The new Belgian prime minister, seasoned in private business, has a reputation as an introvert and a good manager
Sometimes it is not necessary to make the best decision but the only one acceptable to everyone. Alexander De Croo, the quiet liberal, 44 years old, immaculate suit and sympathetic smile, a sporty and familiar type, fond of motorcycles, horses and the skateboard electric, has had the virtue of appearing in these moments of uncertainty. De Croo has been the Prime Minister of Belgium since last Thursday the 1st, a considerable achievement in a country of just over 11 million inhabitants, accustomed to the political blockade: they had been 16 months, since the May 2019 elections, trying to form government.
De Croo, the first flamenco in office for almost a decade, will lead a heterogeneous coalition executive nicknamed Vivaldi; a complex regional and political balance woven between seven parties that unites the Flemish and Walloon families of liberals, socialists, environmentalists and the Christian Democrats of Flanders. Seven matches in total, but only four colors, the seasons of the score.
The new prime minister is no political animal. His story is that of a leader without pull whose party, the liberal Open Vld, was the sixth most voted in the electoral appointment, the fourth in the Flemish region and does not even represent the majority force of the coalition, a place reserved for the socialists. But somehow, fearing the growing influx of nationalism, populism and xenophobia in the richest and most populated region of the country, he managed to become the ideal candidate. The Vivaldi government has left out the two main forces in the country: the nationalist N-VA party and the Vlaams Belang, one of the most extreme right-wing formations in Europe. As he said in an interview in The evening the Walloon socialist Paul Magnette, De Croo’s traveling companion in a marathon negotiation and the person with whom the position was disputed: “The premier it had to be flamenco, period. A French leftist at the head of a government like this would be the final straw “.
De Croo comes from a very political family, as is often the case in Belgium, where being a “son of” seems almost a tradition: there were the Spaak as well as the Michel and now the De Croos. Originally from the Flemish town of Brakel, where the saga has been in office for five generations, his father, the also liberal Herman, has been a deputy for 52 years, president of Parliament and several times minister. His mother, a combative lawyer still practicing, was honored by De Croo in his book The century of women: “My mother studied law in the fifties. She specialized in divorce, often noting how women were trapped in their marriages. Humiliated, dejected, threatened women, but whose finances did not allow them to leave her husband, my mother repeated that they had to get a job to achieve their independence and embrace their own destiny.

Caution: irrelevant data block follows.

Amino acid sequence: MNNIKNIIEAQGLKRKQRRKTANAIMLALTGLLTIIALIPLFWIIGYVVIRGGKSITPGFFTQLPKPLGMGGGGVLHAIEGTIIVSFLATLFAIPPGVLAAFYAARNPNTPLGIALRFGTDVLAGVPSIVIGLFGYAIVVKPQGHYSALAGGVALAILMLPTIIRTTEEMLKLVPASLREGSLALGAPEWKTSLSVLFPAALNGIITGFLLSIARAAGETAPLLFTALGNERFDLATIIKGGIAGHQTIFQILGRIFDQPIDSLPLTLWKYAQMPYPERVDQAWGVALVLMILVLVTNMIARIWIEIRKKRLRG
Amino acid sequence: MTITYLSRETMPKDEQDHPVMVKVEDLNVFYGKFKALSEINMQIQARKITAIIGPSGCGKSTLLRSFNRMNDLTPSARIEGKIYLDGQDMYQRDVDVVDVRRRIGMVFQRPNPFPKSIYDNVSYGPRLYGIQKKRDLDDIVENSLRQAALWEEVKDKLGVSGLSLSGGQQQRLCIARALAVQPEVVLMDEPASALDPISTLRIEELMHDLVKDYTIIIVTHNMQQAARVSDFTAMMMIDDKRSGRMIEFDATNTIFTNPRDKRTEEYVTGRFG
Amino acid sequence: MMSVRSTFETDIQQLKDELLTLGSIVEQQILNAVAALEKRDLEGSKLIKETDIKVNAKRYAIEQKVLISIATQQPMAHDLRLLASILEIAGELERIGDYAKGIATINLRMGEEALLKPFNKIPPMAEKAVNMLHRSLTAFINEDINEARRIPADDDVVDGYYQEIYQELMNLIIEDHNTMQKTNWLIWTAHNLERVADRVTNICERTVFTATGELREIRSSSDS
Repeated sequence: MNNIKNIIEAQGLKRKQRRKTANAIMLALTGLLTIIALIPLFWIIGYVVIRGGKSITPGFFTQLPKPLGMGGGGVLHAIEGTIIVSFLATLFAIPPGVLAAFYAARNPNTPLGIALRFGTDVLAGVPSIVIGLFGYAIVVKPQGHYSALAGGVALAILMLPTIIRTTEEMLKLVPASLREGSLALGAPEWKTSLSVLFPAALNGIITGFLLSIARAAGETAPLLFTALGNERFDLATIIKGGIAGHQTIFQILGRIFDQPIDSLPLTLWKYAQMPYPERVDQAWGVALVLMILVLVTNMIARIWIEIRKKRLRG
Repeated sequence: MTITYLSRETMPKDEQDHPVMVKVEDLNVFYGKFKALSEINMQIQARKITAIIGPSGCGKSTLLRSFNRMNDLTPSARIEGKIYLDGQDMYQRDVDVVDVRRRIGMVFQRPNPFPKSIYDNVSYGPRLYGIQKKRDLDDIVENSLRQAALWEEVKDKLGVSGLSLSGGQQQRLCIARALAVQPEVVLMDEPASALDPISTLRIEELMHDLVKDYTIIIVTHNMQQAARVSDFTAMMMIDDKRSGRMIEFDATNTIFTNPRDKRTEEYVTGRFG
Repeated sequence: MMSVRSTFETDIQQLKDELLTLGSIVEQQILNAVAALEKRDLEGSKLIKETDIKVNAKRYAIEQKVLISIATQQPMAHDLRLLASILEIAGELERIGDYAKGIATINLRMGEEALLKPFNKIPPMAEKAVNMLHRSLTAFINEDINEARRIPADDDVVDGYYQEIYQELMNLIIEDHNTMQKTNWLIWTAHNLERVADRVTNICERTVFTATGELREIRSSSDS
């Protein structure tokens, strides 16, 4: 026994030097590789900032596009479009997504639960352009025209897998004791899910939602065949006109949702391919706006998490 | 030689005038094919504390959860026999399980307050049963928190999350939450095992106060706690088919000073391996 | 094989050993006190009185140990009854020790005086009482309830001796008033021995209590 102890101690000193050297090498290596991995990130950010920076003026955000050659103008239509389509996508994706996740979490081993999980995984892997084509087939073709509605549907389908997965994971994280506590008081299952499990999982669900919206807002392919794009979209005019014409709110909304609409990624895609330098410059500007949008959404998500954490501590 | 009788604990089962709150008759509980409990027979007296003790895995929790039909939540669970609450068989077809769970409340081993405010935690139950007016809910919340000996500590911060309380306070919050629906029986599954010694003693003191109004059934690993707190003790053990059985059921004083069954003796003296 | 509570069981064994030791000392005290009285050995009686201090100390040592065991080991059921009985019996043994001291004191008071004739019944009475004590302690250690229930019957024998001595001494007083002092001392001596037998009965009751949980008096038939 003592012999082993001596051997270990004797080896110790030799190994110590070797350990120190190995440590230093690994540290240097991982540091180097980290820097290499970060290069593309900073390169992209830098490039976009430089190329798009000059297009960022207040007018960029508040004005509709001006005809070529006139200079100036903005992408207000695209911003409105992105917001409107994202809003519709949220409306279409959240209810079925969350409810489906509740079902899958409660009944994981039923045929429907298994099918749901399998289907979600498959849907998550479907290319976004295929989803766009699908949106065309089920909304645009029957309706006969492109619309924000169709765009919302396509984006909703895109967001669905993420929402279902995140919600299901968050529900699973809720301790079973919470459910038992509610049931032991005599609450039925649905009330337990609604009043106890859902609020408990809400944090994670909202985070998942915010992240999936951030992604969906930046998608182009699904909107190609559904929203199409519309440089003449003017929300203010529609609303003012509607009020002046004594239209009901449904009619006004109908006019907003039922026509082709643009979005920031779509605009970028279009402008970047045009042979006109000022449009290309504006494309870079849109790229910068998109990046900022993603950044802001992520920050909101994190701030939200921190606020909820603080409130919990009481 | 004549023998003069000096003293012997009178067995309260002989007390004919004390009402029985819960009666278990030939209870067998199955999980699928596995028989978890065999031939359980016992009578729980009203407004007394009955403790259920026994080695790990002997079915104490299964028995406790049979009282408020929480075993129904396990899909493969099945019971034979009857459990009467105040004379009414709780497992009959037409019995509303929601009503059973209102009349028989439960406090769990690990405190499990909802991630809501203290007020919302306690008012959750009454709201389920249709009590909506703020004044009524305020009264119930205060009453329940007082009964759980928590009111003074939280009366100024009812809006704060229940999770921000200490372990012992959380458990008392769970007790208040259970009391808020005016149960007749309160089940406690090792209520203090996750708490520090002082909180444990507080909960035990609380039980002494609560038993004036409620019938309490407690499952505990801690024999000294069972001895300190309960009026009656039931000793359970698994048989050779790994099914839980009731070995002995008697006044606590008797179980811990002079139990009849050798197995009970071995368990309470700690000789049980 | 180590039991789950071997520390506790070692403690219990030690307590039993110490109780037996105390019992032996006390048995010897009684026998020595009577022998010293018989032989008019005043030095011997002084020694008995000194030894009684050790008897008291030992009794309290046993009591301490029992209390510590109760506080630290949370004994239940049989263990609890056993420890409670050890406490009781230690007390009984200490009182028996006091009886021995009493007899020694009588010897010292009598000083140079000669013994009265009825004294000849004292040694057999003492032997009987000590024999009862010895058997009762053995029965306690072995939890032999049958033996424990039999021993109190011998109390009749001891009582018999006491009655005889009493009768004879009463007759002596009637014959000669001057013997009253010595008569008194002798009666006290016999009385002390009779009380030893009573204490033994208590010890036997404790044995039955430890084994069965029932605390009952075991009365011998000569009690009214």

As a child, Alexander showed more interest in computers (he used to gut them) than in the public. He repeated that he would never follow in his father’s footsteps. Against family criteria, he studied Business Studies, went on to study an MBA in Chicago and worked for six years at the multinational Boston Consulting.
Back in Belgium, he created an intellectual property rights consultancy company, got married, had two children, lived in the family village, and from there he criticized the political ups and downs. A friend challenges him: “Instead of standing on the sidelines, jump in. But out of mercy, stop complaining. ” And this is how in 2009, with the end of the era of Guy Verhofstatd, the Flemish liberal who ruled the country for a decade, De Croo ran for the presidency of Open VLD without experience (but with the endorsement of his surname). He wins and his career takes off, with a very Belgian hand: it causes the fall of a coalition and opens a political crisis of 541 days.
He did not do well at the head of the game, confesses a comrade on the phone. “For that position you need to be heard, be energetic. But he is a reasonable guy. Aloof, not outgoing. He is not the typical politician, but rather an executive ”. His leadership, he adds, is reinforced when the opportunity comes to him from 2012 to be vice prime minister of different coalitions, touching almost all the suits: pensions, cooperation, digitization, telecommunications and finance. “He built a solid reputation as a manager. He became popular in his own way, not because of his slogans, but because of his decency. It is sober and reliable. That has been his strength, that’s why he has survived. It doesn’t shine, but it’s always there. “
There it was, finally, more than 650 days after the last government crisis, when it was time to decide, once and for all, who would take the reins of the country.